When at anchor, it is gratifying to see how big the pieces are that you can push away. Amazing, that is, until you realize that in most cases you are actually moving the boat, not the ice! When tied to a wharf, however, the size of piece it is possible to move decreases dramatically.


A Navtex receiver is good for acquiring weather reports that are, by international convention, broadcast in English, as well as information on ice conditions. However, if you don’t already own one, it may not be a necessary purchase if you have some form of satellite communication. But, on the other hand, Navtex sends out important and possibly time critical Notices to Mariners that you would not otherwise receive unless you went looking for them (and who actually does that?!).

Should You Get a Navtex? at Attainable Adventure Cruising


The Barents Sea between Norway and Svalbard is known for fog, so having a radar on board and knowing how to use it will make your trip much less stressful.

Marine Electronics Recommendations—Radar at Attainable Adventure Cruising

Communications Equipment

The Sysselmester (The Governor) strongly recommends that boats have a VHF radio and a satellite phone when cruising in Svalbard. Note that Svalbard lies outside the footprint of many satellite communications systems, including Globalstar and several of the Inmarsat systems; however, Iridium works fine, in fact better than it does in the lower latitudes. There are several reports of sailors and locals in Svalbard finding adequate coverage using Starlink. As this is new technology, the usual caveats apply.

More on Communications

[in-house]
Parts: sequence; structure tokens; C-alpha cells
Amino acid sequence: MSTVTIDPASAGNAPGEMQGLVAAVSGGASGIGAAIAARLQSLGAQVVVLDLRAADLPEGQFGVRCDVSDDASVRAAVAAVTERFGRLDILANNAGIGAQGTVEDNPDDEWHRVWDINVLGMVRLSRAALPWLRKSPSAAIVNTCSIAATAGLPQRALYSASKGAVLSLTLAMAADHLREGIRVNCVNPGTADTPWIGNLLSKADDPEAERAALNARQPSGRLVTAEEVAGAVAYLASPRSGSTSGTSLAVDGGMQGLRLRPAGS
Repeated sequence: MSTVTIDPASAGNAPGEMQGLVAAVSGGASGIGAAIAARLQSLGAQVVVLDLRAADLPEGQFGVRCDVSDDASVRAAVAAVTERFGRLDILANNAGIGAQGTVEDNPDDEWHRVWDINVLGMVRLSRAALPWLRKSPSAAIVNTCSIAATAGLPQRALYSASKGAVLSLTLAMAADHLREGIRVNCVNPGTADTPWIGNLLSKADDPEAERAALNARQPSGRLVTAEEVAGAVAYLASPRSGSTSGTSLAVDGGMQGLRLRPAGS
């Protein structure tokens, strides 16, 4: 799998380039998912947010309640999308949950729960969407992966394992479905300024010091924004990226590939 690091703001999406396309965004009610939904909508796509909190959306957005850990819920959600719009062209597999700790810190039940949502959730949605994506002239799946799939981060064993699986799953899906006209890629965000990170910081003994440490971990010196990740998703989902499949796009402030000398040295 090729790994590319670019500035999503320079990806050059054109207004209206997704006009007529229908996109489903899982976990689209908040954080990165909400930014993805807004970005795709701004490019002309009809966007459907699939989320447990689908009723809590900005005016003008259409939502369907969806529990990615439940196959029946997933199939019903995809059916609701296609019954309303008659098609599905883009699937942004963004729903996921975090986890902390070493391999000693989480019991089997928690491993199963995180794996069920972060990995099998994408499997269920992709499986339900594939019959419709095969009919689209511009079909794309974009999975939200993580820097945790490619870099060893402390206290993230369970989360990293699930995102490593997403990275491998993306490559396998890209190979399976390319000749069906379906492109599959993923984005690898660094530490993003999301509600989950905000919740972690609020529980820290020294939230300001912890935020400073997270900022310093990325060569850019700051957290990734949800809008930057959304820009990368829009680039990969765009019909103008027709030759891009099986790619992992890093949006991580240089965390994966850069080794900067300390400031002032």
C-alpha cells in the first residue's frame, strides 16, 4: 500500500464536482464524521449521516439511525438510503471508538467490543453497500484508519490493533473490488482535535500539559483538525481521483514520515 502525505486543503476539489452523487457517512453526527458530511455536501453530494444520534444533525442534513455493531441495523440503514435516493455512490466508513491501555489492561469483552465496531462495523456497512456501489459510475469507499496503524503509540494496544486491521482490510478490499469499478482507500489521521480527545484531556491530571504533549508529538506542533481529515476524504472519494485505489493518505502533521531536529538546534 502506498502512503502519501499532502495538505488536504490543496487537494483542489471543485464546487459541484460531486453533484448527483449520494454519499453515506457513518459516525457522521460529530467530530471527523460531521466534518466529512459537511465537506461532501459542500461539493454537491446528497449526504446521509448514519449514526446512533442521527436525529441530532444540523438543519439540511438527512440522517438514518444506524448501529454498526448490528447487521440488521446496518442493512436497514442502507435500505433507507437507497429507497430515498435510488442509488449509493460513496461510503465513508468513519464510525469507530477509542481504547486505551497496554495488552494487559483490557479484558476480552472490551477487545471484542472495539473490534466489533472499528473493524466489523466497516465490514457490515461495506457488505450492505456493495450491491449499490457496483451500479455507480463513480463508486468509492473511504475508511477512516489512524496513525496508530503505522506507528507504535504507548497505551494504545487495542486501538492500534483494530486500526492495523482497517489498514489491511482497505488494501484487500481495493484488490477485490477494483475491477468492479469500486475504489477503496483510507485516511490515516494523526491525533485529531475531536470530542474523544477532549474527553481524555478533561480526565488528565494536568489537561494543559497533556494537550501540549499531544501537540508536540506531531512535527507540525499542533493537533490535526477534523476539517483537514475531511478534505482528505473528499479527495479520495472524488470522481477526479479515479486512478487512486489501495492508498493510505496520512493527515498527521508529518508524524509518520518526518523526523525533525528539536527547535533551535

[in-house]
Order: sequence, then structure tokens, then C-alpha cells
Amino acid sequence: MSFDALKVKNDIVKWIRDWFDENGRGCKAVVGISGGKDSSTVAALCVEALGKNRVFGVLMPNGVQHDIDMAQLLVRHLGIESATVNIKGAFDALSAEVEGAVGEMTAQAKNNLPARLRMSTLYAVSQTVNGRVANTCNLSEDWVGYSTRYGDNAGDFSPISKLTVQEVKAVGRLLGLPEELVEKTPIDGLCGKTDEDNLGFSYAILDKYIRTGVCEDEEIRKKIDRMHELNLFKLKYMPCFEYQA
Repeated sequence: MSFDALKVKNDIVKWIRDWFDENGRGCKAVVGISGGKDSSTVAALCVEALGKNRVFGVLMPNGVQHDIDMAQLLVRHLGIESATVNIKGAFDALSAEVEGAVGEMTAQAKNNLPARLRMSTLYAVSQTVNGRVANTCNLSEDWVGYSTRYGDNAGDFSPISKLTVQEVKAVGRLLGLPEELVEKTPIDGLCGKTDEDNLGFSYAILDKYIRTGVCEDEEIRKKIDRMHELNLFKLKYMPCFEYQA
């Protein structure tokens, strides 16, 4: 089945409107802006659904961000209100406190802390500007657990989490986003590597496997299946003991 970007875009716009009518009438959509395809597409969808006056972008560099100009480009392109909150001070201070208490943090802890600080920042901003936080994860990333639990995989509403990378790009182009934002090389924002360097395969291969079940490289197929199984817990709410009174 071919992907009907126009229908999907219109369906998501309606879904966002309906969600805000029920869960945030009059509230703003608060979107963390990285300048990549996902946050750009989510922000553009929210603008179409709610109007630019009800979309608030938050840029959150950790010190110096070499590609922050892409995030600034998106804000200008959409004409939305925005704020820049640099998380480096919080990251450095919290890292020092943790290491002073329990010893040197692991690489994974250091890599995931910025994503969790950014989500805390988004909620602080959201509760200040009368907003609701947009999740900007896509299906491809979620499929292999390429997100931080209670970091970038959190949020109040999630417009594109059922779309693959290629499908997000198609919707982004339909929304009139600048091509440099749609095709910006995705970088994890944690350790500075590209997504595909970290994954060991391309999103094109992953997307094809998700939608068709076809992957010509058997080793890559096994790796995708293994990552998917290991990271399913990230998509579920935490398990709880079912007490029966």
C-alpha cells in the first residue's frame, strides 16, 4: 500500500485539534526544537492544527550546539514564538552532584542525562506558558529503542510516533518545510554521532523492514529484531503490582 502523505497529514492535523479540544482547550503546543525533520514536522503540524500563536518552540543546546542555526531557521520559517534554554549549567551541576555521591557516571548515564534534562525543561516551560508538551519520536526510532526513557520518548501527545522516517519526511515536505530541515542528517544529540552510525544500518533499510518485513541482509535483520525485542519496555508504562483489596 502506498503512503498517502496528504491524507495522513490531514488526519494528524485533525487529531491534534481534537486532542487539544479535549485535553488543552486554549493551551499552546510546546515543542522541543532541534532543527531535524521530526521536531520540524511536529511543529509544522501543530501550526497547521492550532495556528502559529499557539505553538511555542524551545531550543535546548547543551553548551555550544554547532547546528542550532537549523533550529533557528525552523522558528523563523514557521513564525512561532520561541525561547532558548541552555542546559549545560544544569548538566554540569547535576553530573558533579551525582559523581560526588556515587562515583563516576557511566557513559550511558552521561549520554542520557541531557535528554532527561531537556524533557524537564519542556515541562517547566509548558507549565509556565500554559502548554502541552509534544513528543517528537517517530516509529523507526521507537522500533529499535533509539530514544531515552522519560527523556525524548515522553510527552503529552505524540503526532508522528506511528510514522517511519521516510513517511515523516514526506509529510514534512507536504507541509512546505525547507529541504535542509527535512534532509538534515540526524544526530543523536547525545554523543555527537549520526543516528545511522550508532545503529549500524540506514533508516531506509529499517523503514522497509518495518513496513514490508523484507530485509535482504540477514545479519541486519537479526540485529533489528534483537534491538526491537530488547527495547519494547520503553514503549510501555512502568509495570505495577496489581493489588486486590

If you have an inflatable dinghy, make sure you haul it aboard whenever you are at anchor since a polar bear could chew on it, as happened to a friend of ours in Labrador—twice!

Weather Protection

We found that our dodger was sufficient when combined with cold weather clothing, though on the colder days we did envy those with cockpit enclosures or wheelhouses.


A cabin heater is necessary for comfort except for those with very rugged constitutions.

Safety Equipment

A boat venturing to the high Arctic should be fully equipped with a wide range of safety equipment. When thinking about what to add, the International Racing Federation Offshore Special Regulations is a good place to look for recommendations.

More on liferafts at Attainable Adventure Cruising

We carry waterproof insulated flotation deck (exposure) suits that are suitable to work in on very cold days, especially if handling shorefasts in the dinghy, as well as full immersion (survival) suits with integral feet and hands for survival situations.

More on exposure and survival suits at Attainable Adventure Cruising

The Governor stipulates that all visitors to Svalbard who are planning to travel outside Management Area 10 should carry an emergency beacon and register the ID number with the office before departure for Svalbard.

Preparing The Crew

When traveling in the Arctic, extra hands can ease the passage-watch and anchor-watch burden—particularly welcome when it is cold.

The decision of how many crew to take rests, of course, on your cruising plans and your level of experience sailing in the high latitudes.

When planning crew changes, it is best to avoid setting up tight schedules, which can lead to poor decision making. As the old saying goes, “the most dangerous thing on a cruising boat is a calendar”.


Although the temperatures in Svalbard are not as bitter cold as the latitude might suggest, the windchill when underway can be enough to require high-quality foul-weather gear. 

Make sure to bring cold-weather clothing, including warm ear and head protection, as well as warm waterproof gloves and insulated waterproof boots.